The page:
Covid-19 outbreak in Melbourne could be slowed by ‘ring-fencing’ – expert

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Virus hotspot suburbs should be “ring-fenced” to stop people entering and leaving to slow a resurgence of the new coronavirus in Melbourne, an epidemiologist says.

Medical staff perform a Covid-19 test at a drive-through testing site in a Melbourne carpark on 1 May.

Photo: AFP

UNSW epidemiology professor Mary-Louise McLaws, who is advising the World Health Organisation on its Covid-19 response, said the Victorian Government must act “very rapidly” to give such local lockdowns a chance of success.

Premier Daniel Andrews is considering reintroducing restrictions, including stay-at-home orders, in local hotspots as the state deals with a resurgence in Covid-19 cases.

The cases are mostly concentrated in 10 suburbs in the city’s north, west and south-east.

Prof McLaws said it was possible for Australia to replicate China’s success at containing the virus by locking down hotspot areas while easing restrictions elsewhere.

That strategy – which would involve ordering people not to leave designated zones without special exemptions – also proved effective during the 2003 SARS outbreak in China, she said.

Earlier this month, lockdown measures were reimposed in parts of Beijing after an outbreak linked to a seafood supermarket. Lockdowns of specific provinces and residential compounds have also been used in other parts of the country.

“They [China] put in place the ring-fencing of cities, but have then instigated ring-fencing in hotspots within cities, and the success of that emboldens my idea that this could be the way to go,” Prof McLaws said.

But she said the effectiveness of any local lockdowns in Melbourne would not be obvious for about 14 days because of the virus’s incubation period.

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“So now is the time to act, and to act very rapidly.”

The strategy would need to be combined with a testing blitz – which is currently underway in hotspot suburbs – and could be even more effective if people wore face masks when physical distancing wasn’t possible, Prof McLaws said.

“With the new masks now, it can afford up to 70 percent protection [against infecting others], and it’s very cheap,” she said.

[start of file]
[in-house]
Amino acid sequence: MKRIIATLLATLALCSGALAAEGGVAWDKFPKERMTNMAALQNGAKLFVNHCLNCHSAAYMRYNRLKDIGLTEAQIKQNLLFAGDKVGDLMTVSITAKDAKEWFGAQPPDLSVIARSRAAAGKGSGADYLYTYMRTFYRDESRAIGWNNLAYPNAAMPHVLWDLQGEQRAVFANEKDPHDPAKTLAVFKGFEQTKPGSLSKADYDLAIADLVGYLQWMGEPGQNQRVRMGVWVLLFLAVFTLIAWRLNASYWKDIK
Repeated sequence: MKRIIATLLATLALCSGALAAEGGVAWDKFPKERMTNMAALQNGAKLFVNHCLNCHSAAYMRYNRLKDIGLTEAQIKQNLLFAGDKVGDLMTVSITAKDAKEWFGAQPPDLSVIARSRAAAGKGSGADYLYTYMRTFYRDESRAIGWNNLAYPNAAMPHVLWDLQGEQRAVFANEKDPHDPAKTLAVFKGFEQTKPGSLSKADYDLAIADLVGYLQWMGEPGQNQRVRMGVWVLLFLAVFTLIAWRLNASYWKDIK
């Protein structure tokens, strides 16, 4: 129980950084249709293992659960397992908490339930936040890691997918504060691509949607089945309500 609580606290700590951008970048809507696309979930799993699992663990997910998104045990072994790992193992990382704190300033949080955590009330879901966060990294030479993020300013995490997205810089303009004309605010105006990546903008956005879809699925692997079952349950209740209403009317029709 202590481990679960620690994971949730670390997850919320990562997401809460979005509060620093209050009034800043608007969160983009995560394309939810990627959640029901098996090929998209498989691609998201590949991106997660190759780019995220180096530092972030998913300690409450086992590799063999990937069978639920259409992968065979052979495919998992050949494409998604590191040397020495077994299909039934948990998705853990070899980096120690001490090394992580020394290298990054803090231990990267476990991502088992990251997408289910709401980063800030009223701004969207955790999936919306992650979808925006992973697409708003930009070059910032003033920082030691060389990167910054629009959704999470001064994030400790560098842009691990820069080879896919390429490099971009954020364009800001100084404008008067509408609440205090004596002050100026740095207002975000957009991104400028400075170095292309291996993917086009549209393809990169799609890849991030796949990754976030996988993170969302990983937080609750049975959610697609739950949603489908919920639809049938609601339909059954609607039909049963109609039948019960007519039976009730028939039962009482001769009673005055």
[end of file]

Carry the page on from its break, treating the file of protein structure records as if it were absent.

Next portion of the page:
Suburban lockdowns would include stay-at-home rules

The State Government has not spelled out how localised lockdowns or restrictions would work, or whether they would apply to individual suburbs, postcode zones or entire council areas.

Victoria’s chief health officer Brett Sutton said the government was considering all options as it expected the outbreak to get “worse before it gets better”.

But it was a “balancing act” to manage community fatigue and not to “drive people out of suburban areas into new unaffected areas”, Prof Sutton said.

He said localised restrictions, if implemented, would include stay-at-home orders.

“It would be part of the new rule, to stay at home, that people would stay in their place of residence,” he said.

“But it would be a significant logistical exercise to manage a stay-at-home [order] that is just about particular postcodes, particular suburbs or local government areas, so we have to think about all of those challenges.”

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Local lockdowns ‘will not work’, says mayor

Darebin, along with eight other inner Melbourne councils, has also written to the state and federal governments requesting a ramped-up education campaign for multicultural communities.

“Our non-English speaking background communities are struggling with the challenges of dealing with the Covid-19 pandemic and limited up-to-date information in their respective languages,” a letter from the nine mayors says.

“We don’t believe the message is getting out there.”

Stonnington Mayor Steve Stefanopoulos, one of the letter’s signatories, said targeted education would be more effective than localised lockdowns.

“Our local communities do not support lockdown in local community areas – it will not work,” he said.

“There are no hard boundaries between municipalities – people don’t see municipal boundaries.

“But really it’s about education … we need to ensure that all our community are getting the most up-to-date information in their own language so they can understand what is happening on a day-to-day basis.”

While Stonnington is not among the six municipalities to be declared coronavirus hotspots, there have been infections recorded in the area in recent weeks.


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